An experiment to test nitrogen-removing septic systems in southern Hood Canal was launched Monday with the installation of a small treatment device at a home near Twanoh State Park. Environmental Earth Systems installed a commercial treatment unit designed to fi t into an existing septic tank. The unit, called RetroFAST, is manufactured by Bio-Microbics of Shawnee, Kan. It includes a blower that pumps air into one chamber of a septic tank, treating the waste aerobically, according to Ken Moody of Environmental Earth Systems.
The final stage of nitrogen removal occurs when effl uent is cycled back through another chamber of the septic tank, where anaerobic bacteria convert nitrate to nitrogen gas. Moody is looking for two other sites to retrofit under a contract with the Puget Sound Action Team.
Two other companies also contracted with the Action Team to test their systems. Terry Hull, who is supervising the project for the Action Team, said one of the key questions involves how well these denitrifying systems work in the relatively low-alkaline waters around Hood Canal, since the chemical conversion requires alkaline conditions. All the systems have been approved by the state and are in use in the region.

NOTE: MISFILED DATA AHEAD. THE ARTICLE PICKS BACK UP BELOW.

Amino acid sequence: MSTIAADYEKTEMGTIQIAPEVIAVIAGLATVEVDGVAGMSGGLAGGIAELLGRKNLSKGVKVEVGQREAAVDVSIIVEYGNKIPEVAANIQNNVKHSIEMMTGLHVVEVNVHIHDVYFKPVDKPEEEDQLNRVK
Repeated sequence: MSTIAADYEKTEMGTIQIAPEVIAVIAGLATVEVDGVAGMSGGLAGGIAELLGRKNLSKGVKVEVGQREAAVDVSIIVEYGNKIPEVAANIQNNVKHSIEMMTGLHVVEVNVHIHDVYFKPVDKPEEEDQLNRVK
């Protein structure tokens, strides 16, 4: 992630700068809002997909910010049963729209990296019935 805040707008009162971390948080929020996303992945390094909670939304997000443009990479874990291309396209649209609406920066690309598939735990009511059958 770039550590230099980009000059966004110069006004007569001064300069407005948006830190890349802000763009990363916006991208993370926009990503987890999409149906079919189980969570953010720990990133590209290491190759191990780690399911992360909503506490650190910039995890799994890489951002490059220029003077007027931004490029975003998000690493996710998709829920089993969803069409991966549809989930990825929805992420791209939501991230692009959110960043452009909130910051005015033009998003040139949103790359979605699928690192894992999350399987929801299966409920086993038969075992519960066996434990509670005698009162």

If it turns out that excess nitrogen is triggering Hood Canal’s low-oxygen problems, experts could propose removing nitrogen from effl uent or pumping the effl uent away from Hood Canal, Hull said. At the moment, the Action Team is not promoting these units unless someone is building a new septic system, expanding an old system or replacing a failing system. Another system being tested is a Rotating Biological Contactor (RBC) unit by Five Star Environmental of Kingston. The unit uses slowly rotating disks to aerate the waste before final nitrogen removal. Company owner Jim Patterson has selected three adjacent homes on the South Shore of Hood Canal. Each will have its own treatment unit connected to a common drainfield.
The third system is a recirculating gravel filter designed by Toby Tahja-Syrett and installed by B-Line Construction. Effluent is cycled through a sand filter an average of five times. Two homes were chosen on the North Shore of Hood Canal with one near Triton Head at the Mason-Jefferson county line. Work could begin next month, Tahja-Syrett said. Monitoring on all systems will be done by Jefferson County Health Department.